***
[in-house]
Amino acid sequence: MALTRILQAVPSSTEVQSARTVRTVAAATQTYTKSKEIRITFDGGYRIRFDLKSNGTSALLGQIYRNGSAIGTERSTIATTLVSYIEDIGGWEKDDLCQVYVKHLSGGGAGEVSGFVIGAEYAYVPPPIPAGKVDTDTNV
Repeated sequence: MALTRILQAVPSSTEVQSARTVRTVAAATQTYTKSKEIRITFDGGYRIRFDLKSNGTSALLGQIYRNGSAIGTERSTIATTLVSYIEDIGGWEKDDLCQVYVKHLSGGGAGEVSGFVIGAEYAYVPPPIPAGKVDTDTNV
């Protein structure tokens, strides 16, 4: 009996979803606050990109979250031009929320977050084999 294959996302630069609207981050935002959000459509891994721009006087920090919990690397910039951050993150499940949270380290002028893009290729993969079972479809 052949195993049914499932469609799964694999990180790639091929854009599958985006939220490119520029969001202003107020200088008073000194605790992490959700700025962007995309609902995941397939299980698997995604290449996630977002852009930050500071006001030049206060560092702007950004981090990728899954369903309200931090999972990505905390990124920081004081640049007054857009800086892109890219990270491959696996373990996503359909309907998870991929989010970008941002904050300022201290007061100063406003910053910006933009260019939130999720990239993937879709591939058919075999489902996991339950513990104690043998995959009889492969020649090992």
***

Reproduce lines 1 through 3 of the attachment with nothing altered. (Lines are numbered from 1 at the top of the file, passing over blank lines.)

[in-house]
Amino acid sequence: MALTRILQAVPSSTEVQSARTVRTVAAATQTYTKSKEIRITFDGGYRIRFDLKSNGTSALLGQIYRNGSAIGTERSTIATTLVSYIEDIGGWEKDDLCQVYVKHLSGGGAGEVSGFVIGAEYAYVPPPIPAGKVDTDTNV
Repeated sequence: MALTRILQAVPSSTEVQSARTVRTVAAATQTYTKSKEIRITFDGGYRIRFDLKSNGTSALLGQIYRNGSAIGTERSTIATTLVSYIEDIGGWEKDDLCQVYVKHLSGGGAGEVSGFVIGAEYAYVPPPIPAGKVDTDTNV